Tribal leaders wrapped chains around the headquarters gate to prevent anyone from getting in, while they met with attorneys to discuss the latest dispute over a tribal election, that could change the makeup of the Tribal Council.
Protestor Nicolette Griffith described it as a "hostile takeover by the losers of the election." The tribal council nullified the results of a recent election that would have changed the makeup of the board. Griffith said a group opposed to the disenrollment of tribal members would have become the majority.
Griffith and other protestors accused the current tribal council majority of trying to dis-enroll, or kick out, hundreds of tribal members in order to increase the revenues from the tribe's casino for the remaining tribal members. Over the years the disenrollment process has cut the tribal membership rolls from about 2,000 to around 1,200. Each tribal member currently received about $300 a month in casino revenues.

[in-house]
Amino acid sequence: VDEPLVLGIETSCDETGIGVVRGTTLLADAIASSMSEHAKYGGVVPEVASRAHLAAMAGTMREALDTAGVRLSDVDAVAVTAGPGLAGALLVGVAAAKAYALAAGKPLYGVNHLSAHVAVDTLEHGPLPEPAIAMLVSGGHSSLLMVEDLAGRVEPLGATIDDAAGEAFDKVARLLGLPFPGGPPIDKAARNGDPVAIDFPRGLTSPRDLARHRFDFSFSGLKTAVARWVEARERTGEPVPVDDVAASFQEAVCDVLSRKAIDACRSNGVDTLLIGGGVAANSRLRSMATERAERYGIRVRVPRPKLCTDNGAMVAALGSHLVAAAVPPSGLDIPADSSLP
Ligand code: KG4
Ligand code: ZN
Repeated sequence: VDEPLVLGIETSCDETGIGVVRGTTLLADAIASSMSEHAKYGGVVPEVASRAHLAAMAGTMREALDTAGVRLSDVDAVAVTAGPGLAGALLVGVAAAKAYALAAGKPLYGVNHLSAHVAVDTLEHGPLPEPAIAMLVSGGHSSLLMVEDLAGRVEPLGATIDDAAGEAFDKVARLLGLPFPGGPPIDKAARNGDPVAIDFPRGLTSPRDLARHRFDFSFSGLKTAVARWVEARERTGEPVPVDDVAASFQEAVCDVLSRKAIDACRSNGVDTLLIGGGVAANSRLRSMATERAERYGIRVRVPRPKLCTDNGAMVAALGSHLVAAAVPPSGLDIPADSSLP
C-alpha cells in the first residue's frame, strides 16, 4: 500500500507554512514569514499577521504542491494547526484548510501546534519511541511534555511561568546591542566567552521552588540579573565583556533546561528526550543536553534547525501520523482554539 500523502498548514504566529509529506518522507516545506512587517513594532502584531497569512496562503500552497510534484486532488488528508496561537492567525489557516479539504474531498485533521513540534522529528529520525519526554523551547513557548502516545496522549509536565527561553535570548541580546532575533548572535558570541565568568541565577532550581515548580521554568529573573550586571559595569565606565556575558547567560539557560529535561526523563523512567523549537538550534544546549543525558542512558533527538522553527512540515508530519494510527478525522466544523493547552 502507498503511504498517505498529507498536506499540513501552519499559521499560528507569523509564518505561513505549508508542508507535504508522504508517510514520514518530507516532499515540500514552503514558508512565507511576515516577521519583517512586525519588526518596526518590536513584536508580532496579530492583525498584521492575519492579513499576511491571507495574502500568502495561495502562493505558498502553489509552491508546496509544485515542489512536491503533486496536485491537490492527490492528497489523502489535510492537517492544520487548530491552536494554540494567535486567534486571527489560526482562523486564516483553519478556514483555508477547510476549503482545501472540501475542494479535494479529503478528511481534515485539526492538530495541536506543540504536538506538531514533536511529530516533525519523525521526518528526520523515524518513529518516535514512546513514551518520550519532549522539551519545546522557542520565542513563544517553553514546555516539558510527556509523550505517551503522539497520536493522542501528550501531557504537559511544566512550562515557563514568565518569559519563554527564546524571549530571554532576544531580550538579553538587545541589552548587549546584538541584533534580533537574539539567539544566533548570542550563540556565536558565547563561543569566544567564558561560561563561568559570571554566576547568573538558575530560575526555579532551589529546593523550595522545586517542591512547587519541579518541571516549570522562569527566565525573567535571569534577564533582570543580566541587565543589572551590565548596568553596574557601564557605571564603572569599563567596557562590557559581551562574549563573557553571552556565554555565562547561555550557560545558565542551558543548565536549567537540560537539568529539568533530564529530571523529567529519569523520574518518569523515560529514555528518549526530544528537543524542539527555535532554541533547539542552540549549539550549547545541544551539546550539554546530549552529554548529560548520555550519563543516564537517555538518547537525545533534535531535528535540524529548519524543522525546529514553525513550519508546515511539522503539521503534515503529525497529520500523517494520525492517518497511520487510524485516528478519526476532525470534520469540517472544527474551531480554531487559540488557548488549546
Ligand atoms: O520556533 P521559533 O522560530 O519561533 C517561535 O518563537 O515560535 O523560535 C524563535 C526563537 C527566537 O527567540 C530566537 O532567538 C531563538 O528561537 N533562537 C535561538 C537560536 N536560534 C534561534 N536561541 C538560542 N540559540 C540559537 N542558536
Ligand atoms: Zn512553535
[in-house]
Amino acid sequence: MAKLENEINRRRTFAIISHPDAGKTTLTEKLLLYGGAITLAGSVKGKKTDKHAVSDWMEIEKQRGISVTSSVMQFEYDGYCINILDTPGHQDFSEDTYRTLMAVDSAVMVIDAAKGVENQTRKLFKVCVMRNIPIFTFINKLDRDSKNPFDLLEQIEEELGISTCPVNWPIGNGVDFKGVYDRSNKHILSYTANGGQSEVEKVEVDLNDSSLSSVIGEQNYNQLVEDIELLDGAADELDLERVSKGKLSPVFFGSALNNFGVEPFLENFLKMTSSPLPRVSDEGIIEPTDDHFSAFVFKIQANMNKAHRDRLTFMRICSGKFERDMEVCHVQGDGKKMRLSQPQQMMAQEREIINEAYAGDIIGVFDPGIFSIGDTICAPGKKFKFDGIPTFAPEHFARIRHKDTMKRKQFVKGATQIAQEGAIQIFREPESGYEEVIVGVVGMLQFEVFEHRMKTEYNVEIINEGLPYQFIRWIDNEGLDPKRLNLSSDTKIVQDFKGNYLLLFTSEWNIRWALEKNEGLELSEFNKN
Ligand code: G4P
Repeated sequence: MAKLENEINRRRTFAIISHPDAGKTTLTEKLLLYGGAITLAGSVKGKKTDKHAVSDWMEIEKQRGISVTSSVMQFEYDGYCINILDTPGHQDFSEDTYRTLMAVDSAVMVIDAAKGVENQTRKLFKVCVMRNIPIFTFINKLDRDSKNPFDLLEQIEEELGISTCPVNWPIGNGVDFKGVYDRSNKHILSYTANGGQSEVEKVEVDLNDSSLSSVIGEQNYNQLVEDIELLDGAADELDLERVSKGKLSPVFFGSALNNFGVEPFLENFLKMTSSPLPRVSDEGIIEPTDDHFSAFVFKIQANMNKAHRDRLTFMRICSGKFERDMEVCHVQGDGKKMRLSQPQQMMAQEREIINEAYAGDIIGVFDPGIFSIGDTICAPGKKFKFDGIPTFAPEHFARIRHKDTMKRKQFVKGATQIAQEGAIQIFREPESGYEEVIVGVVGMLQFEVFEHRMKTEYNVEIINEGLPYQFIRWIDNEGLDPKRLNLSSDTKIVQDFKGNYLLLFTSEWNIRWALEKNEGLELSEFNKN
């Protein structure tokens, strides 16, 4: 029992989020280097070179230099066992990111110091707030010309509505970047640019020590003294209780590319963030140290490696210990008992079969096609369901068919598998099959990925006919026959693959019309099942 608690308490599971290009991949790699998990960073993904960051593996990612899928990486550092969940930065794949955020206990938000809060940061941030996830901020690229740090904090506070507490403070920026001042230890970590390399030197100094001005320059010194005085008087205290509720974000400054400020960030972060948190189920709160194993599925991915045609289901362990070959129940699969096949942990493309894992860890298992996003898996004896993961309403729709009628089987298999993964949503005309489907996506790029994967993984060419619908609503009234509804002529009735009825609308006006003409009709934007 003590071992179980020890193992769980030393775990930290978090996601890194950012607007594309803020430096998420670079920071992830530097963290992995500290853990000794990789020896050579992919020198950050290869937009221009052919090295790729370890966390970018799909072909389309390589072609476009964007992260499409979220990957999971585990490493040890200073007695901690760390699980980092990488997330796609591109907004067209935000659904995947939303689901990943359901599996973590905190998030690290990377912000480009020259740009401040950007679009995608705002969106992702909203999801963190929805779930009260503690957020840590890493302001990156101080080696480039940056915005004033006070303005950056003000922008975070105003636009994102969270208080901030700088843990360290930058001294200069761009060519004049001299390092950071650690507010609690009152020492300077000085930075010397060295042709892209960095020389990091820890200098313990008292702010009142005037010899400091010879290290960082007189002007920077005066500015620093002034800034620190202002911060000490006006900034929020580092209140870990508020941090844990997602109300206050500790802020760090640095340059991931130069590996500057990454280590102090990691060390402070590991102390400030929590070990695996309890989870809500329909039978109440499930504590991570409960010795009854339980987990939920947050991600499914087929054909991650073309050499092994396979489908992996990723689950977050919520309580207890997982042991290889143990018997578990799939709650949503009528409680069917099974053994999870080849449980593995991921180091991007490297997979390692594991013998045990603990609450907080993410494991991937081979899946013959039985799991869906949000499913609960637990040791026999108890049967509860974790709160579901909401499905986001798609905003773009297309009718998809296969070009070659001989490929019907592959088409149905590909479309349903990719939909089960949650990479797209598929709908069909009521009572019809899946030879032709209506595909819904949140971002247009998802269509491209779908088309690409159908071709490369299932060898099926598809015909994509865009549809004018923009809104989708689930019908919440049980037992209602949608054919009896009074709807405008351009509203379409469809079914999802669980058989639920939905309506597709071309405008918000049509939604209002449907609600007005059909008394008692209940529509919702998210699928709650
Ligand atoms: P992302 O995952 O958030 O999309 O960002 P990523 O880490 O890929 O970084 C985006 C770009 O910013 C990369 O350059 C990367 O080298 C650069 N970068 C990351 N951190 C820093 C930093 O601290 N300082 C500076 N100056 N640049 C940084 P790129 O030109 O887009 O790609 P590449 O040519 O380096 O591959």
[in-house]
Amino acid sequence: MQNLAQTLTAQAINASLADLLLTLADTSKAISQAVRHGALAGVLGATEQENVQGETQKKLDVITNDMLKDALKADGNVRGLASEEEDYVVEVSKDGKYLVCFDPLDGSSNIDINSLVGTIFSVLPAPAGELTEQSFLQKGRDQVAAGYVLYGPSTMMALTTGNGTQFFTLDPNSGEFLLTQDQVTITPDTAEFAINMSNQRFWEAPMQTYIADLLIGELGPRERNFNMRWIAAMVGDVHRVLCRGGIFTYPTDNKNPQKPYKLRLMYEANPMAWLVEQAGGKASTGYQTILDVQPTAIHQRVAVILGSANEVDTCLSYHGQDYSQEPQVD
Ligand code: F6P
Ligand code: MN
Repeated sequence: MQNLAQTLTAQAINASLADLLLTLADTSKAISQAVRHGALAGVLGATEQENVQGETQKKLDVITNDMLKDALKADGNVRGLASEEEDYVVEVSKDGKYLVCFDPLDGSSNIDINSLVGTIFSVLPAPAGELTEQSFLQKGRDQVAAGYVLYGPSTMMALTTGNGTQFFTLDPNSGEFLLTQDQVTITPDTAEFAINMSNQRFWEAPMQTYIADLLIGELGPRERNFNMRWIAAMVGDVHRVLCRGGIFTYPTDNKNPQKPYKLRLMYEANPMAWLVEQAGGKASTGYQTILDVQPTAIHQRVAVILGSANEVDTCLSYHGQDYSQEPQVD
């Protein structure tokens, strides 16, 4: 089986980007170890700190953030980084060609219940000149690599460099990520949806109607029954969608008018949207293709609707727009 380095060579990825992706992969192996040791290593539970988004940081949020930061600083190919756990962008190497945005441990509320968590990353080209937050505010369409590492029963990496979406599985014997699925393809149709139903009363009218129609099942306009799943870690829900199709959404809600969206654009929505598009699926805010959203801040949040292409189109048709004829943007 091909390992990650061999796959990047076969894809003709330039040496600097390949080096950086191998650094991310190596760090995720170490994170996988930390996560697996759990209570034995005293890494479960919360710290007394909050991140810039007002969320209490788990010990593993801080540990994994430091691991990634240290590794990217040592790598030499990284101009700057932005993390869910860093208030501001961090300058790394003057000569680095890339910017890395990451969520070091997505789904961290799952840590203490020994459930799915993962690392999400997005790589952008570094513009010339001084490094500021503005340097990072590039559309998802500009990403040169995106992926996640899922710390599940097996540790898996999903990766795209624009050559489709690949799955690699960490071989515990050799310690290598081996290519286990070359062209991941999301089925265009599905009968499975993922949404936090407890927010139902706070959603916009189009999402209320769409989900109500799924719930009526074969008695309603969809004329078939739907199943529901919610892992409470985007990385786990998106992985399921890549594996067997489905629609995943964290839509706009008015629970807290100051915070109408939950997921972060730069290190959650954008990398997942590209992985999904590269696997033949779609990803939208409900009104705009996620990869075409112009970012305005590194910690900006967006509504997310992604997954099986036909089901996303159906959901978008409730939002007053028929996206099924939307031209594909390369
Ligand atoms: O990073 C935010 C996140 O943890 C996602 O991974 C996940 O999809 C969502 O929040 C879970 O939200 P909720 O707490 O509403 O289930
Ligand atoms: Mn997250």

Tribal Chairman Reggie Lewis denies the claim. He says the disenrollment process is all about insuring the integrity of the tribe. Lewis also claims the tribal council was unable to certify the results of the recent election at the tribes monthly meeting on Monday night because of disruptive actions at the meeting. He says an election committee decided one candidate was not eligible to run for office and was disqualified. He said another election for that seat will be scheduled.
Disenrollment disputes have become common among casino tribes. Federal law allows tribal councils the sole authority to decide who qualifies to be a member.